STCW Basic Survival Training Course Overview
This one-week course is normally run over 5 days and covers the basic safety elements that a seafarer will need to complete prior to working onboard a commercial ship. This includes those working on ferries, cruise ships, commercial vessels and even super yachts.
The course is part of the STCW code, which is an International Convention setting out Standards of Training, Certification, and Watchkeeping for Seafarers (STCW). Firstly, set out formally in 1978 and entered into force in 1984. The Convention was amended in 1995 and more recently in 2010 with the introduction of a number of elements needing refreshing every 5 years.
There are five elements that this 5-day course, which are Personal Survival Techniques, Elementary First Aid, Fire Protection and Fire Fighting, Personal Safety and Social Responsibilities and Proficiency in Security Awareness. The elements are taught in a mixture of classroom and practical elements.
The FPFF training normally takes place over 2 ½ days, including a mixture of classroom training as well as practical firefighting and fire protection exercises, drills and techniques. This includes taking part in team exercises inside compartments which have been specially adapted to give course delegates the simulation of what it would be like to be firefighting onboard a ship.
FPFF will provide delegates with an understanding of the risk of fire onboard and how to minimise this. As well as learning how to fight and extinguish fires and search for and recover casualties. Delegates also learn how to wear firefighting equipment which includes personal breathing apparatus and the safe use of fire extinguishers.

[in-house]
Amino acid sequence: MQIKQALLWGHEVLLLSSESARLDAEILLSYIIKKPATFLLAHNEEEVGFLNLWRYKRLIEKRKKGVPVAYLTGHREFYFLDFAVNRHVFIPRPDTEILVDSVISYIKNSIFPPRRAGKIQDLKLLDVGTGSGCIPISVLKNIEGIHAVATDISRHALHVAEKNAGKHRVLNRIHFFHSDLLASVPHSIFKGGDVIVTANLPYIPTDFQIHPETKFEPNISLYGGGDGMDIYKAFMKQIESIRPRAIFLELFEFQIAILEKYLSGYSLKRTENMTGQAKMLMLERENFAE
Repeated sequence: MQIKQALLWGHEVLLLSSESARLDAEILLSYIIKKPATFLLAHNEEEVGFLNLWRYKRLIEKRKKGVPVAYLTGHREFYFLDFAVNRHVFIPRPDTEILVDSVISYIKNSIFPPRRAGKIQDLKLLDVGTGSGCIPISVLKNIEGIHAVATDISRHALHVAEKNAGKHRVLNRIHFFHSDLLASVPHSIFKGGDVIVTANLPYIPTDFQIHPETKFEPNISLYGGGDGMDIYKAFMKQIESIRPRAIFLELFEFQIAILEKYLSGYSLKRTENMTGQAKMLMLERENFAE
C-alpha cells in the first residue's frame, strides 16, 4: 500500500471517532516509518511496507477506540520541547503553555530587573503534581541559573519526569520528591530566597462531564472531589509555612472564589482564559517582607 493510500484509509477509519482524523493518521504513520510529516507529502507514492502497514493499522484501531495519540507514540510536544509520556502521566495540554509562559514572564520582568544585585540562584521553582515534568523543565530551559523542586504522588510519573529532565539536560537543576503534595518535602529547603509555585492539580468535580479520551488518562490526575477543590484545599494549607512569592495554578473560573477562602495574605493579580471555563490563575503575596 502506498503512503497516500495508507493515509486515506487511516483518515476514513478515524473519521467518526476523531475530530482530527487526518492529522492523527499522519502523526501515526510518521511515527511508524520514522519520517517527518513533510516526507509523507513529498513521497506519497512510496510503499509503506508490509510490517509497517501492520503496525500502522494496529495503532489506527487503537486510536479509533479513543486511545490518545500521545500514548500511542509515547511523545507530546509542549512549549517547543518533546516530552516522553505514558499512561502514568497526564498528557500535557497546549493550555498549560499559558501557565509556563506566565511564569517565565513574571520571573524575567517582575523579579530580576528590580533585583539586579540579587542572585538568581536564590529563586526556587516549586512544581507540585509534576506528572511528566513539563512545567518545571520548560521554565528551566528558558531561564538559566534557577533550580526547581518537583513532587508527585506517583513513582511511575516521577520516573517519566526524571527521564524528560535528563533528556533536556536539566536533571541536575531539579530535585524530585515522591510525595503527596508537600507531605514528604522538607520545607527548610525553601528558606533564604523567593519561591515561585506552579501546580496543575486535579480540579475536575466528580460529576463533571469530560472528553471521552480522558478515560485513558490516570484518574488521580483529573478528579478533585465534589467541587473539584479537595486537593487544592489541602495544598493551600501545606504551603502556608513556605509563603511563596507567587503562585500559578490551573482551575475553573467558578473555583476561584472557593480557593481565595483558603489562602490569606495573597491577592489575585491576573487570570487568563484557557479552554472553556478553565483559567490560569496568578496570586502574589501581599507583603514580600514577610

PST includes classroom teaching and discussion on survival techniques as well as the ‘wet drill’ in the survival swimming pool. Delegates obtain an understanding of the main types of maritime emergencies, the correct use of survival equipment particularly life-jackets and inflatable life rafts, as well as the proper use of survival craft.
Elementary First Aid (EFA) will provide the delegate with the necessary knowledge to give immediate response first aid onboard a ship. It will particularly focus on providing an understanding of what to do when discovering a casualty, examining them and administering immediate first aid as well as how to give resuscitation and place someone in the recovery position. EFA also explains how to deal with fractures, burns, bleeds, choking and other general medical conditions.
Personal Safety and Social Responsibilities and Proficiency in Security Awareness are taught in a classroom environment, covering a number of elements including safety duties and procedures, pollution and accident prevention, working conditions and the importance of ship security and roles involved in its provision in our current global climate.
The Basic Safety Training week gives the seafarer insight and information into the life of working at sea, including the importance of safety and the role that every single crew member will undertake in this whilst working at sea.